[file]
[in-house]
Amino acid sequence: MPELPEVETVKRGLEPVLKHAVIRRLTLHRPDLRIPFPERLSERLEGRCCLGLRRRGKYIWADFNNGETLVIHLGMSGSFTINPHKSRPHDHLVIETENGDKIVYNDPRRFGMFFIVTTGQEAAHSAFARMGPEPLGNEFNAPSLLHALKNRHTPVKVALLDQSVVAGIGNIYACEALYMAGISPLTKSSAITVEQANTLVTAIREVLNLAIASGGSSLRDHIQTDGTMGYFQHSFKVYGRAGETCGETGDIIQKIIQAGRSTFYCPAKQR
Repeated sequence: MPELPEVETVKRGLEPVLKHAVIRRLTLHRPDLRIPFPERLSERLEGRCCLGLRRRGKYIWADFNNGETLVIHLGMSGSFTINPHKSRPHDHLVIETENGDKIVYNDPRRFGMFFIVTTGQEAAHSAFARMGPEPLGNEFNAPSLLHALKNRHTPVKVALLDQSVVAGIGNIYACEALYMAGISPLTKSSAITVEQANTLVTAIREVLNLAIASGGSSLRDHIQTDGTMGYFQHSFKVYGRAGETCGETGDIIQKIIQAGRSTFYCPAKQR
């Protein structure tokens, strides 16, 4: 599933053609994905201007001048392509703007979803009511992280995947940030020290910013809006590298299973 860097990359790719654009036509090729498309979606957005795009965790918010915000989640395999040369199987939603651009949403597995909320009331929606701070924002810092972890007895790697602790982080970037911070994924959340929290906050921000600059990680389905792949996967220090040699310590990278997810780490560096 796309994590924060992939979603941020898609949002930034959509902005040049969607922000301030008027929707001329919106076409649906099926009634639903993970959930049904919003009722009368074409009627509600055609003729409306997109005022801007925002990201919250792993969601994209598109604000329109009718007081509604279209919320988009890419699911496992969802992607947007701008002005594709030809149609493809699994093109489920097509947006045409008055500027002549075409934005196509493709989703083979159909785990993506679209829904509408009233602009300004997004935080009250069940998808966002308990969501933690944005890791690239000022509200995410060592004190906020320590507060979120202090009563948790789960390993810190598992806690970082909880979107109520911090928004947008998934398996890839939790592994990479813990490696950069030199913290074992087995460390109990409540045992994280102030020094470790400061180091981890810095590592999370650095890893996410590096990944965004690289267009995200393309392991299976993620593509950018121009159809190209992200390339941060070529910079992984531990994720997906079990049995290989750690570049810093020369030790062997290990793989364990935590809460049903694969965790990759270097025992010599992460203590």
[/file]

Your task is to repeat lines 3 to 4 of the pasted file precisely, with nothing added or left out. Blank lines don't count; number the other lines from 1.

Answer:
Repeated sequence: MPELPEVETVKRGLEPVLKHAVIRRLTLHRPDLRIPFPERLSERLEGRCCLGLRRRGKYIWADFNNGETLVIHLGMSGSFTINPHKSRPHDHLVIETENGDKIVYNDPRRFGMFFIVTTGQEAAHSAFARMGPEPLGNEFNAPSLLHALKNRHTPVKVALLDQSVVAGIGNIYACEALYMAGISPLTKSSAITVEQANTLVTAIREVLNLAIASGGSSLRDHIQTDGTMGYFQHSFKVYGRAGETCGETGDIIQKIIQAGRSTFYCPAKQR
């Protein structure tokens, strides 16, 4: 599933053609994905201007001048392509703007979803009511992280995947940030020290910013809006590298299973 860097990359790719654009036509090729498309979606957005795009965790918010915000989640395999040369199987939603651009949403597995909320009331929606701070924002810092972890007895790697602790982080970037911070994924959340929290906050921000600059990680389905792949996967220090040699310590990278997810780490560096 796309994590924060992939979603941020898609949002930034959509902005040049969607922000301030008027929707001329919106076409649906099926009634639903993970959930049904919003009722009368074409009627509600055609003729409306997109005022801007925002990201919250792993969601994209598109604000329109009718007081509604279209919320988009890419699911496992969802992607947007701008002005594709030809149609493809699994093109489920097509947006045409008055500027002549075409934005196509493709989703083979159909785990993506679209829904509408009233602009300004997004935080009250069940998808966002308990969501933690944005890791690239000022509200995410060592004190906020320590507060979120202090009563948790789960390993810190598992806690970082909880979107109520911090928004947008998934398996890839939790592994990479813990490696950069030199913290074992087995460390109990409540045992994280102030020094470790400061180091981890810095590592999370650095890893996410590096990944965004690289267009995200393309392991299976993620593509950018121009159809190209992200390339941060070529910079992984531990994720997906079990049995290989750690570049810093020369030790062997290990793989364990935590809460049903694969965790990759270097025992010599992460203590």